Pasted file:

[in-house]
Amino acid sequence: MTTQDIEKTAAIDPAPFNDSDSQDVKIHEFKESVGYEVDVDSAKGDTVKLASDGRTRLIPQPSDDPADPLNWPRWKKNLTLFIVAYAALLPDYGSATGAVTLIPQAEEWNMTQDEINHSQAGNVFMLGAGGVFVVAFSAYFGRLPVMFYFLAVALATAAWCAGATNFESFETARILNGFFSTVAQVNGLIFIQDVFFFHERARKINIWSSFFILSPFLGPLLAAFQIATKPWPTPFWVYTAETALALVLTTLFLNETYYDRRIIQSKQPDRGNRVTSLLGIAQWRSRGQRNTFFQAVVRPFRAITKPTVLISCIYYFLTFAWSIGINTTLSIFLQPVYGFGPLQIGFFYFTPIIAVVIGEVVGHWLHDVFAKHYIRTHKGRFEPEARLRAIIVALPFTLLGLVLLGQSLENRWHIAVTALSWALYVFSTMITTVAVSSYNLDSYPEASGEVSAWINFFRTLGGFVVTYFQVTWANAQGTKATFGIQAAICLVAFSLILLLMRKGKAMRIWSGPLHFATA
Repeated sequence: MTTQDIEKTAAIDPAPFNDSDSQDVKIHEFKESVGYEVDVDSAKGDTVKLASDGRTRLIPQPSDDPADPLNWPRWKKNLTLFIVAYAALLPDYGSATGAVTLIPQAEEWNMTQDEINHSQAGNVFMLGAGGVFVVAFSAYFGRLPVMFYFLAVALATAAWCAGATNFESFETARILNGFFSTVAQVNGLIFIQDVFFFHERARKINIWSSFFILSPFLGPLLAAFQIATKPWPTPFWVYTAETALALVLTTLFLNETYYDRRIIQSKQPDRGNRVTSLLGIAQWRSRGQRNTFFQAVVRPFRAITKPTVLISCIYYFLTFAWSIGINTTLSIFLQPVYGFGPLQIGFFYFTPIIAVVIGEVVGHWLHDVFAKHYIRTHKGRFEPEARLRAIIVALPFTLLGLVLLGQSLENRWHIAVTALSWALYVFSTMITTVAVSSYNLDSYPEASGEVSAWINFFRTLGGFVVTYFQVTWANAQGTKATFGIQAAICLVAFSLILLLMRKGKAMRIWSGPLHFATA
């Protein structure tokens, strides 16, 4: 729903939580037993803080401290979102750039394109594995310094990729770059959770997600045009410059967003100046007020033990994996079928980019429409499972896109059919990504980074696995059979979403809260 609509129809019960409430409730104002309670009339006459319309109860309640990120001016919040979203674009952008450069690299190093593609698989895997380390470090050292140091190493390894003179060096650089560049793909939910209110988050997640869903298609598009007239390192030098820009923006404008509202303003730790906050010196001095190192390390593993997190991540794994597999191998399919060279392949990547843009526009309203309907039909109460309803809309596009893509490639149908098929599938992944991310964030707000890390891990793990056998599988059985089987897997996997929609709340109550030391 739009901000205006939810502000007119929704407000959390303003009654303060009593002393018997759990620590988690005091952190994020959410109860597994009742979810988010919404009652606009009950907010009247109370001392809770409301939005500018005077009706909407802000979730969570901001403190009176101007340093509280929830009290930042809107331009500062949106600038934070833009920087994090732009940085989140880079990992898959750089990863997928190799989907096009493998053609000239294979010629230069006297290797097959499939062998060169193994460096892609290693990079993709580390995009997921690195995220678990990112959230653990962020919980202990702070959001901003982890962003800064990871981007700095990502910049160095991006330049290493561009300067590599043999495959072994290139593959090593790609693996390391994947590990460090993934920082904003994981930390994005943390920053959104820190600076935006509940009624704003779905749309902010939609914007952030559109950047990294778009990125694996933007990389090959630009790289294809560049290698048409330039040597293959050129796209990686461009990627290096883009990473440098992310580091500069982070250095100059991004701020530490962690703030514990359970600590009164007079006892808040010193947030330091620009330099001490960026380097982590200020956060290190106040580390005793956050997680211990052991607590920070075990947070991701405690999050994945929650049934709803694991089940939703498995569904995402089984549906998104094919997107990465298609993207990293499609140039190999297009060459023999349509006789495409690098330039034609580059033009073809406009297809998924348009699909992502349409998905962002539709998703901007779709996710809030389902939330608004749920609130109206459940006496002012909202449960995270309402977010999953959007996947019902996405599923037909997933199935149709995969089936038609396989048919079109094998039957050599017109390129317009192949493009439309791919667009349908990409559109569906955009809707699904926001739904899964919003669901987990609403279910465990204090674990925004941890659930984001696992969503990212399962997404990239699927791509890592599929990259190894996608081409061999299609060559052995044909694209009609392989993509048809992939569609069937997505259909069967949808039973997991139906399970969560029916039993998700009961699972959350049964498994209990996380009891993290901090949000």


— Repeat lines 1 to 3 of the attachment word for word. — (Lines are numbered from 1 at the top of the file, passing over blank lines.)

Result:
[in-house]
Amino acid sequence: MTTQDIEKTAAIDPAPFNDSDSQDVKIHEFKESVGYEVDVDSAKGDTVKLASDGRTRLIPQPSDDPADPLNWPRWKKNLTLFIVAYAALLPDYGSATGAVTLIPQAEEWNMTQDEINHSQAGNVFMLGAGGVFVVAFSAYFGRLPVMFYFLAVALATAAWCAGATNFESFETARILNGFFSTVAQVNGLIFIQDVFFFHERARKINIWSSFFILSPFLGPLLAAFQIATKPWPTPFWVYTAETALALVLTTLFLNETYYDRRIIQSKQPDRGNRVTSLLGIAQWRSRGQRNTFFQAVVRPFRAITKPTVLISCIYYFLTFAWSIGINTTLSIFLQPVYGFGPLQIGFFYFTPIIAVVIGEVVGHWLHDVFAKHYIRTHKGRFEPEARLRAIIVALPFTLLGLVLLGQSLENRWHIAVTALSWALYVFSTMITTVAVSSYNLDSYPEASGEVSAWINFFRTLGGFVVTYFQVTWANAQGTKATFGIQAAICLVAFSLILLLMRKGKAMRIWSGPLHFATA
Repeated sequence: MTTQDIEKTAAIDPAPFNDSDSQDVKIHEFKESVGYEVDVDSAKGDTVKLASDGRTRLIPQPSDDPADPLNWPRWKKNLTLFIVAYAALLPDYGSATGAVTLIPQAEEWNMTQDEINHSQAGNVFMLGAGGVFVVAFSAYFGRLPVMFYFLAVALATAAWCAGATNFESFETARILNGFFSTVAQVNGLIFIQDVFFFHERARKINIWSSFFILSPFLGPLLAAFQIATKPWPTPFWVYTAETALALVLTTLFLNETYYDRRIIQSKQPDRGNRVTSLLGIAQWRSRGQRNTFFQAVVRPFRAITKPTVLISCIYYFLTFAWSIGINTTLSIFLQPVYGFGPLQIGFFYFTPIIAVVIGEVVGHWLHDVFAKHYIRTHKGRFEPEARLRAIIVALPFTLLGLVLLGQSLENRWHIAVTALSWALYVFSTMITTVAVSSYNLDSYPEASGEVSAWINFFRTLGGFVVTYFQVTWANAQGTKATFGIQAAICLVAFSLILLLMRKGKAMRIWSGPLHFATA